Like California and Colorado, Florida takes its name from its Spanish roots. When explorer Juan Ponce de Leon arrived on the peninsula in April 1513, he was struck by the beauty of the lush landscape. He decided to call it “Florida” after the Spanish celebration Pascua Florida, meaning “flowering Easter” or “Feast of the Flowers.”


Like many other states, Georgia borrows its name from the British monarchy. Founder James Oglethorpe decided to call it “Georgia” in 1732, when England’s King George II demanded the 13th colony be named after him. The -ia suffix comes from Greek, meaning “state of.”


Idaho may sound like it was derived from Indigenous language, but it’s actually completely made up. In the early 1800s, a mining lobbyist claimed it meant “gem of the mountains” in Shoshone and tried to pitch it for the region that now contains Idaho and Colorado. Congress caught on and decided to go with “Colorado” for the majority of the area, but eventually dubbed the remaining territory “Idaho” in 1863.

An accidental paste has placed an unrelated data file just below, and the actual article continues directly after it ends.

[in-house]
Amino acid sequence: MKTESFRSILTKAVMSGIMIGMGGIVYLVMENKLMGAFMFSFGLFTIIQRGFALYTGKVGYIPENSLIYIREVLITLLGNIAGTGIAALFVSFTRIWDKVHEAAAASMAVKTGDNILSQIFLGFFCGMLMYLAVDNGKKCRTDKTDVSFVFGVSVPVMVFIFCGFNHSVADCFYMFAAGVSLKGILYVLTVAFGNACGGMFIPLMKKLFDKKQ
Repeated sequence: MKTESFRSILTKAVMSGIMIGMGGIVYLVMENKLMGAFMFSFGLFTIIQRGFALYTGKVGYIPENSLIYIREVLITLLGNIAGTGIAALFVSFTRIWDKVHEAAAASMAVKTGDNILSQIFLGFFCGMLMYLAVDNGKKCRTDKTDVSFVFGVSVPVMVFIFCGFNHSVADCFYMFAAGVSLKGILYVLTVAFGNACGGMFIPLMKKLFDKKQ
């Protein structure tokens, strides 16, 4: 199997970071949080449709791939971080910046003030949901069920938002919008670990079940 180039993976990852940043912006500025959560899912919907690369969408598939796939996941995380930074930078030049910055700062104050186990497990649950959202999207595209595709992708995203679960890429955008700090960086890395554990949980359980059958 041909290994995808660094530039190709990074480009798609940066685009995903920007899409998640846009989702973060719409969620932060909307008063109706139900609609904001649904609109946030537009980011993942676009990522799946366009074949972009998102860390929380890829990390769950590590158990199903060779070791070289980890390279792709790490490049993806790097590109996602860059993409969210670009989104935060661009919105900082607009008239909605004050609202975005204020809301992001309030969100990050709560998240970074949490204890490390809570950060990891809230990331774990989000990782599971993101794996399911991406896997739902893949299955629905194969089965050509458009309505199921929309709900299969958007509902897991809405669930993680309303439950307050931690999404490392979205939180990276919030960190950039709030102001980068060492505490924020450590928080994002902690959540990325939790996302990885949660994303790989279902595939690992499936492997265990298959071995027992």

This one could possibly go on our list of Indigenous-inspired names, as well. French explorer René-Robert Cavelier, Sieur de La Salle led an expedition down the Mississippi River in the 1780s and claimed territory for France. He named it after the Indigenous Illiniwok tribe in the area, but spelled it “Illinois.” Congress kept the name when Illinois became a state in 1818, but what’s more American than completely changing the French pronunciation of a word? (The American pronunciation is “Ill-ih-NOY” and the French would have been something like “Ill-in-WAH.”)


The roots for Indiana are extremely simple – it comes from the English word “Indian,” though as we know, the native people of the Americas weren’t Indian at all. The English took over the territory after the French lost the French and Indian War in 1763, and tacked on the Latin suffix -a meaning “land of the.”